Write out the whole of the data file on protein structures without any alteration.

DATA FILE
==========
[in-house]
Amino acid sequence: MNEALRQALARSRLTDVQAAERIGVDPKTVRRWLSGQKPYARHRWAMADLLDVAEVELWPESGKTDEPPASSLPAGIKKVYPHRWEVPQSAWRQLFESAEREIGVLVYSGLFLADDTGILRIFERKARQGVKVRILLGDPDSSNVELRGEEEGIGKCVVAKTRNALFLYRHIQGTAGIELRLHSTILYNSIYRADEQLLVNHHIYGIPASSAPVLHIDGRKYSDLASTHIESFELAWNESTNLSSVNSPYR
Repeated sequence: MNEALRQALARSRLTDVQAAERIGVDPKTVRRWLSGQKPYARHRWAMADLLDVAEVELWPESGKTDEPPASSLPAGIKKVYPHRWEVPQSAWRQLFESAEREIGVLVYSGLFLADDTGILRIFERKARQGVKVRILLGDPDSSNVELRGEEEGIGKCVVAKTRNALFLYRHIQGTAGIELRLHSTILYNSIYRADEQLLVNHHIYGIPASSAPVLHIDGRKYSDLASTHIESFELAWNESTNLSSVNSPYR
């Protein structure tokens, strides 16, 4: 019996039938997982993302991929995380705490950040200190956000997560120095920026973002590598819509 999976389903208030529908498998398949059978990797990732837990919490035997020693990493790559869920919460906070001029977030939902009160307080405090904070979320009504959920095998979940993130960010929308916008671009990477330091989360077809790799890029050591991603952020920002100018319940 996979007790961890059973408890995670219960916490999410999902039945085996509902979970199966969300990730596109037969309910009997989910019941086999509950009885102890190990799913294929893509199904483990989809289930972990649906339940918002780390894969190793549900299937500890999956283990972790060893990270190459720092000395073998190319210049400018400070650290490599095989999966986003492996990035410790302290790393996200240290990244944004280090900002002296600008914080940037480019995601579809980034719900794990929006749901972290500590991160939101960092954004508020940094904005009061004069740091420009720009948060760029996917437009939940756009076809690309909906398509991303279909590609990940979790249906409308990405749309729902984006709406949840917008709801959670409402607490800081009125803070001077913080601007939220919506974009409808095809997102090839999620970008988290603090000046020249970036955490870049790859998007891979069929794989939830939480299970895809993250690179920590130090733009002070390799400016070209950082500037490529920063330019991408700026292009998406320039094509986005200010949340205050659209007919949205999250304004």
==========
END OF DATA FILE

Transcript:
[in-house]
Amino acid sequence: MNEALRQALARSRLTDVQAAERIGVDPKTVRRWLSGQKPYARHRWAMADLLDVAEVELWPESGKTDEPPASSLPAGIKKVYPHRWEVPQSAWRQLFESAEREIGVLVYSGLFLADDTGILRIFERKARQGVKVRILLGDPDSSNVELRGEEEGIGKCVVAKTRNALFLYRHIQGTAGIELRLHSTILYNSIYRADEQLLVNHHIYGIPASSAPVLHIDGRKYSDLASTHIESFELAWNESTNLSSVNSPYR
Repeated sequence: MNEALRQALARSRLTDVQAAERIGVDPKTVRRWLSGQKPYARHRWAMADLLDVAEVELWPESGKTDEPPASSLPAGIKKVYPHRWEVPQSAWRQLFESAEREIGVLVYSGLFLADDTGILRIFERKARQGVKVRILLGDPDSSNVELRGEEEGIGKCVVAKTRNALFLYRHIQGTAGIELRLHSTILYNSIYRADEQLLVNHHIYGIPASSAPVLHIDGRKYSDLASTHIESFELAWNESTNLSSVNSPYR
């Protein structure tokens, strides 16, 4: 019996039938997982993302991929995380705490950040200190956000997560120095920026973002590598819509 999976389903208030529908498998398949059978990797990732837990919490035997020693990493790559869920919460906070001029977030939902009160307080405090904070979320009504959920095998979940993130960010929308916008671009990477330091989360077809790799890029050591991603952020920002100018319940 996979007790961890059973408890995670219960916490999410999902039945085996509902979970199966969300990730596109037969309910009997989910019941086999509950009885102890190990799913294929893509199904483990989809289930972990649906339940918002780390894969190793549900299937500890999956283990972790060893990270190459720092000395073998190319210049400018400070650290490599095989999966986003492996990035410790302290790393996200240290990244944004280090900002002296600008914080940037480019995601579809980034719900794990929006749901972290500590991160939101960092954004508020940094904005009061004069740091420009720009948060760029996917437009939940756009076809690309909906398509991303279909590609990940979790249906409308990405749309729902984006709406949840917008709801959670409402607490800081009125803070001077913080601007939220919506974009409808095809997102090839999620970008988290603090000046020249970036955490870049790859998007891979069929794989939830939480299970895809993250690179920590130090733009002070390799400016070209950082500037490529920063330019991408700026292009998406320039094509986005200010949340205050659209007919949205999250304004």